Each of the annular portions 11 has, on its arced portions between the flats 15, dependent circularly arranged hooks 17, shown to best advantage in FIG. 4, and comprising curved flanges 1'8 tipped with co-extensive 45 degree barbs '19 with flat upper surfaces 20. The hooks 17 are designed to snap over the beaded rims 21 at the ends of the cans 1'2 and to catch under the rims. 00- operating with the hooks 17 are annular flanges 22 depending from each of the portions 11, which fit within the beaded rims 211 of the cans, and by pressing down upon the can top insure a tight grasp by the barbs 19 upon the rims 2 1.

On the opposite side of the body 10 from the hooks 17 and flanges 22, the annular can-covering portions 11 are provided with slightly raised annular ridges 23. The ridges 23 are designed to fit within the lower beaded rims of another set of cans stacked upon the cans 12, in order to center the cans and to stabilize a stack. It will generally be found necessary to place the annular ridges 23 only upon the end portions 11, and they are thus shown in FIG. 1.

A handle 24 is provided for lifting the carrier 10 with a load of cans. The two rows in which the portions are arranged are not contiguous at the center of the body 10 but are split apart to provide an elongated opening 25. The opening 25 has enlargements 26 at its ends, these enlargements corresponding in the interior of the body 10 to the indentations 16 on the exterior of the body. V-shaped members 27 have the ends of their branches secured to the sides of the enlargements 26 with their apices 28 pointed oppositely toward the ends of the opening 25. The handle 24 is secured to the apices of the members 27, bridging between the apices and normally lying flat in the elongated opening 25 in the plane of the body 10. The members 27, being quite thin, have suflicient flexibility to yield to a lifting force; and when the handle 24 is lifted as shown in FIG. 2, the oppositely pointed apices 28 are raised from the opening enlargements 26 and provide raised arches for connecting the ends of the handle '24 to the body 10. The distance between the apices 28 shortens as the apices are flexed upward, thus permitting the handle 24 also to flex upward and provide space for inserting the fingers comfortably.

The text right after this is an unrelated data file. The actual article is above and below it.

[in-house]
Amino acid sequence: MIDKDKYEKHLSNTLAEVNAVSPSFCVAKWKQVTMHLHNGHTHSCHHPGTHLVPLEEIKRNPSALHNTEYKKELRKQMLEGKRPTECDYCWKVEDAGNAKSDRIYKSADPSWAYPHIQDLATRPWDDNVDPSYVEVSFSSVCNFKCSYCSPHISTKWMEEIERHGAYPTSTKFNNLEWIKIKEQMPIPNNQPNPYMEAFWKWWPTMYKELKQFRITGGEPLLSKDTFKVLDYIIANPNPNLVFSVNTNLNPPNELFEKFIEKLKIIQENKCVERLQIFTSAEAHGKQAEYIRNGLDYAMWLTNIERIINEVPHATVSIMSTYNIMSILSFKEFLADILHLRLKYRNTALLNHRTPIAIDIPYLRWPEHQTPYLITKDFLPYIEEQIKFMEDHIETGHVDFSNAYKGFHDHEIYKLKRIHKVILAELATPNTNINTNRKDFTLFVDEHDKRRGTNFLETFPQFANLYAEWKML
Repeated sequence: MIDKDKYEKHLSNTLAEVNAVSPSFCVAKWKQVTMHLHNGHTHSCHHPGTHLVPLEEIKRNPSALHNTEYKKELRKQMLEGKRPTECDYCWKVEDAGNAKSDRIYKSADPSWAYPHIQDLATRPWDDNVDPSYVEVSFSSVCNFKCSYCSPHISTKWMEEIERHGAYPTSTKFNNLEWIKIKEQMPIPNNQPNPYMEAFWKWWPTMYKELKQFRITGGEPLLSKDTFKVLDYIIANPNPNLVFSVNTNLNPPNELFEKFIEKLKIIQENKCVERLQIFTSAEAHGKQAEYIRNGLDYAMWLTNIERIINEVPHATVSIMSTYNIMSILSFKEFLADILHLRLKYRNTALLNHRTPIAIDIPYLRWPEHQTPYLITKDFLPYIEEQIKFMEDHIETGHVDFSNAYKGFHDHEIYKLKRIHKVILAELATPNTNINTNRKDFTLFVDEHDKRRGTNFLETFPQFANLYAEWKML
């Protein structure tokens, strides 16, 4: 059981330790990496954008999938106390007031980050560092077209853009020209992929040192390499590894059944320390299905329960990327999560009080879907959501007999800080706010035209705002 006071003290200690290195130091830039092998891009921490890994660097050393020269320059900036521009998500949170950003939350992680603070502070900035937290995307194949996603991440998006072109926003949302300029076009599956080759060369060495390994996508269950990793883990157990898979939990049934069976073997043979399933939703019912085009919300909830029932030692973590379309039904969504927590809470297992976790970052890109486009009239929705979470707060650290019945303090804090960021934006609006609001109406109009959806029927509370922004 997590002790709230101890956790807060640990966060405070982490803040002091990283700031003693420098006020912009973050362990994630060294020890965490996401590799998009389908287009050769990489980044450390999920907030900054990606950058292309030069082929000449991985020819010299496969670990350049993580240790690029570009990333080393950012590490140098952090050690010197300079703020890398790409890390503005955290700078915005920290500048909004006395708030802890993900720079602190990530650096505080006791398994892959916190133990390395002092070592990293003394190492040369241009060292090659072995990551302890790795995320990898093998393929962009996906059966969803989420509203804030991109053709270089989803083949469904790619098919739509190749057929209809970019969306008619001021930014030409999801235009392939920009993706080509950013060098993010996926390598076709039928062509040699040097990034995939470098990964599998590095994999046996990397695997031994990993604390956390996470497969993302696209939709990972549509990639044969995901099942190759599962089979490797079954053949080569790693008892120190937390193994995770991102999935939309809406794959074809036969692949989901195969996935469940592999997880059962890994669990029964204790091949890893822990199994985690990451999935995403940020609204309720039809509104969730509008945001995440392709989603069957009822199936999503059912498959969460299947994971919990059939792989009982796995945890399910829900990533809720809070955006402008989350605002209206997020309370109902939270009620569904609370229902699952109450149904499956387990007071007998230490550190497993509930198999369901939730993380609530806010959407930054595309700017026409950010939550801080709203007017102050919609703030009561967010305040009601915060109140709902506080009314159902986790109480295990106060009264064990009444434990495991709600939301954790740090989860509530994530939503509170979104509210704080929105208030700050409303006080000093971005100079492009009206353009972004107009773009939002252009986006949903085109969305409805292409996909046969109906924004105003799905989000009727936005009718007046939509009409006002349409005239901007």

To apply my carrier to a group of cans it is only necessary to group the cans in the same arrangement as the portions 11, with the beaded rims of the cans all contiguous, and to press the carrier down upon the assembled group. The arcuate books 17, being disposed where the can rims do not touch, will slide over the can rims and hold the cans securely. The carrier and the cans may then be stacked, refrigerated, or be transported by the handle 24. When being transported, the cans will tend to hang clumped together, by the action of gravity slightly flexing the carrier. When it is desired to remove a can from the carrier, the can is grasped by its lower part and pulled outward from the other cans. The outward and upward twist upon the carrier will cause the hooks 17 to release the can so twisted. The carrier is not aflected by water, takes up almost no space, and may be sold as a returnable item.